Oligomerization of intervening sequence RNA molecules in the absence of proteins

Science  13 Sep 1985:
Vol. 229, Issue 4718, pp. 1060-1064
DOI: 10.1126/science.2412290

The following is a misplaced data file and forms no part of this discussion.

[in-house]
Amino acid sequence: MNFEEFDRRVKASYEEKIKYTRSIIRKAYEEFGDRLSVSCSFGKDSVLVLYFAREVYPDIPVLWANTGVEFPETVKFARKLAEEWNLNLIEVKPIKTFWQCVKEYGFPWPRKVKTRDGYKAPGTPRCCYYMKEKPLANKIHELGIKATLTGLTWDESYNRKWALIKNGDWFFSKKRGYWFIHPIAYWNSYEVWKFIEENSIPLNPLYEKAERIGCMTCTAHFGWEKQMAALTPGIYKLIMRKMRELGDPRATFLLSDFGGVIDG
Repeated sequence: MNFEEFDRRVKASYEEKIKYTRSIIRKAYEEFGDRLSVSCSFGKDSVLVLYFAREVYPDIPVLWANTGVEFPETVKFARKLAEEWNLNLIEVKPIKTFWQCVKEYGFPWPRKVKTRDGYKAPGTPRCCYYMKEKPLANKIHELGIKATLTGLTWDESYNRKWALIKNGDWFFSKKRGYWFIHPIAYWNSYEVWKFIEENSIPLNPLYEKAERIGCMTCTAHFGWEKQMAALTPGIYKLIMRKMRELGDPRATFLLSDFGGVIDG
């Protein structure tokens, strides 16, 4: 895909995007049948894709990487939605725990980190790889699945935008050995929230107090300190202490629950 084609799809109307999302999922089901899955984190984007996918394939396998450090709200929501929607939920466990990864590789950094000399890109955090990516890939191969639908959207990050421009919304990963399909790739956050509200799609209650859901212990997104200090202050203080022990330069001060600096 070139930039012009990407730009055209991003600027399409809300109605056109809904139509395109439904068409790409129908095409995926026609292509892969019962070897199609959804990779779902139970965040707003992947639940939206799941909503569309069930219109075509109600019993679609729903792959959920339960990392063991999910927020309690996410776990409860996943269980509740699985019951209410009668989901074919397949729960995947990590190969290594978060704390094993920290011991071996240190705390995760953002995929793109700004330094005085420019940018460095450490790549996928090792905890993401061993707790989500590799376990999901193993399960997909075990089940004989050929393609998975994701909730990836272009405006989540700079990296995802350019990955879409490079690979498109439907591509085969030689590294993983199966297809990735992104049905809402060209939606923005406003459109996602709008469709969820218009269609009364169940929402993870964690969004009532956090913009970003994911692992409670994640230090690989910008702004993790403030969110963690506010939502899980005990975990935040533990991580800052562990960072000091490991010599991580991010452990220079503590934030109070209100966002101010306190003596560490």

The intervening sequence RNA excised from the ribosomal RNA precursor of Tetrahymena forms linear and circular oligomers when exposed to a heating-cooling treatment in vitro. The reactions require no protein or external energy source. Oligomerization is different from other self-catalyzed reactions of the intervening sequence RNA in that it involves intermolecular rather than intramolecular recombination, producing RNA molecules that are substantially larger than the original. The observation that RNA molecules can catalyze their own oligomerization has possible implications for the evolution of chromosomes and for the replicative cycle of plant viroids and virus-associated RNA's.